Proposed Limits on Stormwater Discharge

Sept. 1, 2009

The proposal by the US Environmental Protection Agency for a new stormwater runoff rule featuring effluent limitation guidelines should mean more demand for the services of certain qualified professionals-including those registered with EnviroCert International Inc., as a Certified Professional in Erosion and Sediment Control (CPESC), Certified Professional in Storm Water Quality (CPSWQ), or Certified Erosion, Sediment, and Storm Water Inspector (CESSWI). This new rule is part of a court-ordered revision in the Construction General Permit that calls for the use of best available technology to control stormwater discharged from construction sites under the National Pollutant Discharge Elimination System program.

New Performance Criteria
For the first time, the permit would require the use of national performance-based standards to limit the amount of sediment and other pollutants allowed in stormwater runoff from certain construction sites. This is in addition to the continued use of prescriptive standards, which specify various best management practices (BMPs) for controlling construction-site runoff.

Under the proposed guidelines, sites disturbing 10 or more acres at one time would have to install a sediment basin to contain and settle sediment from stormwater runoff. The proposed rule sets minimum standards of design for these basins but also allows for alternatives that provide equivalent control of sediment. What’s more, certain large sites in areas of high rainfall energy and with soils having significant clay content would be required to limit turbidity of stormwater discharges to no more than 13 nephelometric turbidity units (NTUs). This is designed to remove fine-grained particles that settle slowly, if at all. Typically, this would mean the use of an advanced treatment system (ATS) involving the use of chitosan-enhanced sand filtration or other polymers that promote flocculation plus some kind of filter. The EPA is also evaluating the feasibility of a numeric limit that would not rely on the use of ATS for the final rule.

“Assuming the numeric guidelines are adopted, EPA would most likely allow permitting authorities to determine how the turbidity levels would be monitored and how frequently,” says Jesse Pritts, a civil engineer with the EPA’s Office of Water. “This would probably involve the use of grab samples using hand-held turbidity meters. We don’t envision having to send samples to a lab for testing.”

The EPA has until December 1 of this year to publish its final rule in the Federal Register. It would become effective 90 days after publication.

States that have been delegated by the EPA to issue construction general permits would then have up to five years to incorporate the new rules in their permit requirements.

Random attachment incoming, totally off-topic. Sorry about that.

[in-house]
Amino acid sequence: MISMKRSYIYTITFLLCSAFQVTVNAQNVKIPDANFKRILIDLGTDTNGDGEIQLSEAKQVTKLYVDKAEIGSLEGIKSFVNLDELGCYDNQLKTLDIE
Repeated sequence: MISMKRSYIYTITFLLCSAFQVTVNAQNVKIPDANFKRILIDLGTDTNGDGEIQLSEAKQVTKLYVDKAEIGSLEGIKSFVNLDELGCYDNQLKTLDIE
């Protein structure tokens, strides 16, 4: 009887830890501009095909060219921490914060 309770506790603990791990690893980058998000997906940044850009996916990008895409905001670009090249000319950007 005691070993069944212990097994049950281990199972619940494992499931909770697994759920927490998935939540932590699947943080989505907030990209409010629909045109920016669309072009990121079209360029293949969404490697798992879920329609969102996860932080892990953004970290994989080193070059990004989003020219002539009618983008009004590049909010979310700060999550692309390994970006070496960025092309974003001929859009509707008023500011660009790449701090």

California’s Approach
California is one of a handful of states, including Georgia, Oregon, and Washington, that are revising their construction general permit to include specific limits on the amount of sediment and other pollutants in construction-site runoff. California’s proposed new permit, developed by the State Water Resources Control Board (SWRCB), features numeric effluent limits (NEL). The third and final draft was scheduled to be adopted in early September 2009.

Development of these new rules was a several-year process. It involved a blueribbon panel, which determined that numeric effluent limits could be feasible on larger projects, along with input from the construction community and the public through a series of public workshops with the SWRCB and staff.

“As a result, it’s likely that this permit will be adopted,” says Jeanne Duarte, CPESC. As president of Stormwater Resources, a consulting firm based in Valencia, CA, she has been providing input to the board in developing training to help developers and contractors meet the new permit requirements once the new permit is implemented.

California’s NEL requirements would apply to sites one acre or larger in size, based on the level of environmental risk as determined by such factors as type of soil, proximity to receiving waters, and revised universal soil loss equation (RUSLE) calculations. Only sites assessed as Risk Level 3, the highest, would be required to meet the NEL.

Using the Best Technology
The NEL is based on available technology that would achieve the desired limits, Duarte notes. The new rules propose a pH limit of 6.0 to 9.0 for Risk Level 3 sites. For those sites that require an ATS the turbidity limit would be 10 NTUs. Otherwise, it would be 500 NTUs.

“The pH and NTU parameters were chosen in part because they can be measured in the field with pH meters or turbidity meters, eliminating the expense of a lab analysis,” Duarte explains. “There are still some technical questions about how the SWRCB has linked turbidity measurements to sediment concentrations, but eliminating the need for lab analysis for measurements, such as suspended sediment concentration (SSC), makes the monitoring requirements a bit easier to comply with.”

Under California’s new permit, only a properly credentialed or certificated person would qualify to prepare a stormwater pollution prevention plan as a SWPPP developer or to implement, inspect, or monitor such as plan as a SWPPP practitioner. Depending on the type of service provided, that would include, among others, CPESC, CPSWQ, and CESSWI registrants, she notes.

The proposed permit would become effective 100 days after it is adopted. Assuming adoption in early September, the effective date would fall in the middle of California’s rainy season. “Because of the difficulties in implementing so many major changes when people are trying to keep up with the rain events, there is talk of postponing implementation until the dry weather begins again,” Duarte says.